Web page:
15. jqtrotter

    I find my business/customer service experience and knowledge helps me stop thinking like a writer when it comes to selling my book. The cover-art for BENEATH THE SHADOWS is beautiful, I can’t wait to read it 🙂

  16. EPFehr

    Thanks for the advice from someone who has had to read through hundreds of submissions. These are great tips that I will consider when I get to the submission stage. I would love to win a free copy of your new book. Thanks for the post!

  17. BB

    Thank you for the good advice. Waiting to hear from an agent is difficult. I didn’t know that it was ok to call or send a note asking if they received my submission. I learn something new every day from Writers Digest and the authors they feature.

    Congratulations on your book. The cover is very attractive.

  18. jennybondurant

    Love the closing thought for your post – “the only way the final line is ever drawn is the moment you give up.”

    Thanks for sharing – look forward to reading your book!

  19. cathymcdowell

    Your cover is mystifying. I’m sure the book will be just as great. I’d love to be chosen as a winner.
    Congrats on your book.

    Winning isn’t something I am good at.
    Writing is.

    Thanks so much,
    Cathy McDowell

  20. cathymcdowell

    Your cover is mystifying. I’m sure the book will be just as great. I’d love to be chosen as a winner.
    Congrats on your book.

    Winning isn’t something I am good at.
    Writing is.
    Thanks so much,
    Cathy McDowell

  21. LisaF

    These are all very good questions to ask of ourselves as we pursue publishing success. It’s easy to become impatient with the process. Thanks for the frank advice and I wish you continued success with your own writing career.

  22. Naomi

    Great article, Sara. I appreciate you putting forth specific questions we need to ask ourselves — and answer! — before submitting a manuscript. Congratulations on the publication of your latest book.

  23. Ashleigh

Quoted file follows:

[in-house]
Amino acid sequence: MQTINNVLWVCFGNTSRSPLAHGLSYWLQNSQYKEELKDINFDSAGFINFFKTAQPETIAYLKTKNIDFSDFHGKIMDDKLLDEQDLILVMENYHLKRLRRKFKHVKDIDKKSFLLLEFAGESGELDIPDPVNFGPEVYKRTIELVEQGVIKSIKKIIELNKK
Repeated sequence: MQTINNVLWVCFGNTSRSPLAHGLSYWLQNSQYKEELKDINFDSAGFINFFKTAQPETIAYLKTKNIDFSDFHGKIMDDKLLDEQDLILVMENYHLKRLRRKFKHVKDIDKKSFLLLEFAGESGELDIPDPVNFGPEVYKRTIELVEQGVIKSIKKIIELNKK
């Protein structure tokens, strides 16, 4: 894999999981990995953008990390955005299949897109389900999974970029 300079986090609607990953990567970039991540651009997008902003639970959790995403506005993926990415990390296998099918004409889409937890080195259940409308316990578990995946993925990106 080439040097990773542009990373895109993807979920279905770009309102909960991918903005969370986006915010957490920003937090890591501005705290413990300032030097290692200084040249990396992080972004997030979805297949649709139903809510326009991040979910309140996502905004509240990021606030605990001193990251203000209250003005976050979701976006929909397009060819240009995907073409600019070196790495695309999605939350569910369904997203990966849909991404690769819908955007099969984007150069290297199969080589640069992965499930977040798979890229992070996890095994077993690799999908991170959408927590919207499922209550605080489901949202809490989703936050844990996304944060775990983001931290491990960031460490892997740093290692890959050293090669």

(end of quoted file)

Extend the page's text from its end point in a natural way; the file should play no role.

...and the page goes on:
I loved reading this article. It’s information like this that made up my mind to get a degree in marketing before I try getting into the writing world. Keep up the get advice

  24. Sara Foster

    Thank you for your responses, everyone! Steve – my personal take would be that it would be better to approach one agent at a time.That said, it can be very frustrating if you then end up waiting long periods of time for one agent to read it, especially when it can take numerous approaches before you meet the agent who suits your work. Perhaps you could come up with a standard pattern for approaches – i.e. call a couple of weeks after you have submitted to make sure they have received your work (and thus remind them of it!), and then maybe another follow-up call. If you’ve waited quite a while with no response then you could send out to another agent and begin the ball rolling there too? There’s also no harm in asking an agent if how long their current response time is likely to be.
    I hope this helps. Wishing you all luck with your writing.
    Sara

  25. Kelly

    Just joined and really excited about what writers digest has to offer. Congrats on your book if I domt end up winning one then I will have to purchase a copy.

  26. Heather Marsten

    Congrats on getting your book published in two countries. Your premise intrigues me – I spent years trying to escape my past only to have it keep emerging it’s head. I’m looking forward to reading your novel.

    Your suggestion is helpful. I suppose, once a novel is finished, it is easy to try and throw out as many queries as possible. Targeting those agents who really do work in the field you are writing makes a lot of sense. Well worth taking the extra time to research agents.

    Have a blessed day. HM at HVC dot RR dot COM

  27. CitizenOfVilleJoie

    Thank you for this information. There is so much to know and remember, it’s no wonder so many books have been written about writing books!

    Could I trouble you for more information? When courting an agent, should approach them one at a time or is it ok to send multiple queries to different people at the same time?

    The cover of your novel is amazing by the way…

    Thank you,

    Steve Marchand
    http://www.citizenofvillejoie.com

  28. kylie frost

    Great article. Thanks for sharing. This is something I’m learning. I’ve taken many on-line classes and have read books that focus on the “log line” pitch, which is great but I am now realizing that as you said we must convey to the potential agent or publisher what is unique about our work. Congratulations on your success!

COMMENT